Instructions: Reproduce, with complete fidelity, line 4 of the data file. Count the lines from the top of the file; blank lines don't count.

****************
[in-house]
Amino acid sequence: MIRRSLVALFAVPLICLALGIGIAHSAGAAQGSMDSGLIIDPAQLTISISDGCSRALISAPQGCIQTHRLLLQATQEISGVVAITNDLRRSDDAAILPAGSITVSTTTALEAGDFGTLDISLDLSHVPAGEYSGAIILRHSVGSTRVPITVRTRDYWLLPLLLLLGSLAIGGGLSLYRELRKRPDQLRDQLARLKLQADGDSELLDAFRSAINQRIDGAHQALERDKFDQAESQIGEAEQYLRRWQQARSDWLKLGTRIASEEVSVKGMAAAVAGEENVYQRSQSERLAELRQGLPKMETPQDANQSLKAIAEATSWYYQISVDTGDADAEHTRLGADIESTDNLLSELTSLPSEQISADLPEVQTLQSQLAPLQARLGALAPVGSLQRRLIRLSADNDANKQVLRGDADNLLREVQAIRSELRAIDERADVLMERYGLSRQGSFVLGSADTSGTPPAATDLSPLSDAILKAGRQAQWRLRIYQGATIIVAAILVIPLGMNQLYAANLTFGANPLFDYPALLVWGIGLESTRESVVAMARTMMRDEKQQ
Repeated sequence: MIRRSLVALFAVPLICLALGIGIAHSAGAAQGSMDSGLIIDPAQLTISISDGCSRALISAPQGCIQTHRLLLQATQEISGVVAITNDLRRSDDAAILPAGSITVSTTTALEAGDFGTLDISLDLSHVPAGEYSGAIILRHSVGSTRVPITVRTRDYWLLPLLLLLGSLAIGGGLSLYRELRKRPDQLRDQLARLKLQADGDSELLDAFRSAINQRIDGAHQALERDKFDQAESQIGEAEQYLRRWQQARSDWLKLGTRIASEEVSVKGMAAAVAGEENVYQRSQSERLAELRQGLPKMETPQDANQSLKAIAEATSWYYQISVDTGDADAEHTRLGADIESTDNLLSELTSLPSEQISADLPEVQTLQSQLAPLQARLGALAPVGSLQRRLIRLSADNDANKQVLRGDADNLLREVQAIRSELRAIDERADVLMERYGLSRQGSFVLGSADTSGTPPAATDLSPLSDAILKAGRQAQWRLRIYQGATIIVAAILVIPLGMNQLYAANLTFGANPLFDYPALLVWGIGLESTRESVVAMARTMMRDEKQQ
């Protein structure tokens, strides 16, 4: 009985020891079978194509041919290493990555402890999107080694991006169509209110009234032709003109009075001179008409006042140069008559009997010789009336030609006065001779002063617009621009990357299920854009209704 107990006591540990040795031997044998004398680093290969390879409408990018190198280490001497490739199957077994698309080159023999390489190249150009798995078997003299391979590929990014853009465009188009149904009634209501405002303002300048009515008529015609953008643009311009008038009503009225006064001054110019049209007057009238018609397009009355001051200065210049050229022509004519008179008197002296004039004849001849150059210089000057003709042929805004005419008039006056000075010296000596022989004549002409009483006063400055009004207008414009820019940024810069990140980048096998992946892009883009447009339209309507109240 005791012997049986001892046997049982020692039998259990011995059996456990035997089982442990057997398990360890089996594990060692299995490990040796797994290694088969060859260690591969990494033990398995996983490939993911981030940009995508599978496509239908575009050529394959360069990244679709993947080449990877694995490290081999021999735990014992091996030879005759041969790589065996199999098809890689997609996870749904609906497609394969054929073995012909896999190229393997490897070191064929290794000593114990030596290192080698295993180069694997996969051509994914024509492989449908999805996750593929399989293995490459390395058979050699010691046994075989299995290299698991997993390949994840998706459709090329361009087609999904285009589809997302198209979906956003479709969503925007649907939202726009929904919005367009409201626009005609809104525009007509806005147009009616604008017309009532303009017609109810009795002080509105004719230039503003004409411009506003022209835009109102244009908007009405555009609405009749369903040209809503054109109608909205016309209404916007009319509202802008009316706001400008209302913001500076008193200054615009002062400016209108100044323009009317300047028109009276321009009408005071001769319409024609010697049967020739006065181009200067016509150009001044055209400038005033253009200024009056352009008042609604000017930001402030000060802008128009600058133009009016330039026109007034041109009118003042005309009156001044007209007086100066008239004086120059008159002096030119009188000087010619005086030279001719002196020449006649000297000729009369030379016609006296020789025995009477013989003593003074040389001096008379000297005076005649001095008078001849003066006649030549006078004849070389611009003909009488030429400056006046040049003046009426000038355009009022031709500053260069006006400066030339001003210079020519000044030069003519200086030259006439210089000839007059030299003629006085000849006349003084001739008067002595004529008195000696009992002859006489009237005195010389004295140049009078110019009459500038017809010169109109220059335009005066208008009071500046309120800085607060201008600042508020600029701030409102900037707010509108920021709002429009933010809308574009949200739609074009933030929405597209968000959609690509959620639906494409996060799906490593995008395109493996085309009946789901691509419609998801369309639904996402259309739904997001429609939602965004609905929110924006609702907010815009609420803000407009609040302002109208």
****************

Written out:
């Protein structure tokens, strides 16, 4: 009985020891079978194509041919290493990555402890999107080694991006169509209110009234032709003109009075001179008409006042140069008559009997010789009336030609006065001779002063617009621009990357299920854009209704 107990006591540990040795031997044998004398680093290969390879409408990018190198280490001497490739199957077994698309080159023999390489190249150009798995078997003299391979590929990014853009465009188009149904009634209501405002303002300048009515008529015609953008643009311009008038009503009225006064001054110019049209007057009238018609397009009355001051200065210049050229022509004519008179008197002296004039004849001849150059210089000057003709042929805004005419008039006056000075010296000596022989004549002409009483006063400055009004207008414009820019940024810069990140980048096998992946892009883009447009339209309507109240 005791012997049986001892046997049982020692039998259990011995059996456990035997089982442990057997398990360890089996594990060692299995490990040796797994290694088969060859260690591969990494033990398995996983490939993911981030940009995508599978496509239908575009050529394959360069990244679709993947080449990877694995490290081999021999735990014992091996030879005759041969790589065996199999098809890689997609996870749904609906497609394969054929073995012909896999190229393997490897070191064929290794000593114990030596290192080698295993180069694997996969051509994914024509492989449908999805996750593929399989293995490459390395058979050699010691046994075989299995290299698991997993390949994840998706459709090329361009087609999904285009589809997302198209979906956003479709969503925007649907939202726009929904919005367009409201626009005609809104525009007509806005147009009616604008017309009532303009017609109810009795002080509105004719230039503003004409411009506003022209835009109102244009908007009405555009609405009749369903040209809503054109109608909205016309209404916007009319509202802008009316706001400008209302913001500076008193200054615009002062400016209108100044323009009317300047028109009276321009009408005071001769319409024609010697049967020739006065181009200067016509150009001044055209400038005033253009200024009056352009008042609604000017930001402030000060802008128009600058133009009016330039026109007034041109009118003042005309009156001044007209007086100066008239004086120059008159002096030119009188000087010619005086030279001719002196020449006649000297000729009369030379016609006296020789025995009477013989003593003074040389001096008379000297005076005649001095008078001849003066006649030549006078004849070389611009003909009488030429400056006046040049003046009426000038355009009022031709500053260069006006400066030339001003210079020519000044030069003519200086030259006439210089000839007059030299003629006085000849006349003084001739008067002595004529008195000696009992002859006489009237005195010389004295140049009078110019009459500038017809010169109109220059335009005066208008009071500046309120800085607060201008600042508020600029701030409102900037707010509108920021709002429009933010809308574009949200739609074009933030929405597209968000959609690509959620639906494409996060799906490593995008395109493996085309009946789901691509419609998801369309639904996402259309739904997001429609939602965004609905929110924006609702907010815009609420803000407009609040302002109208």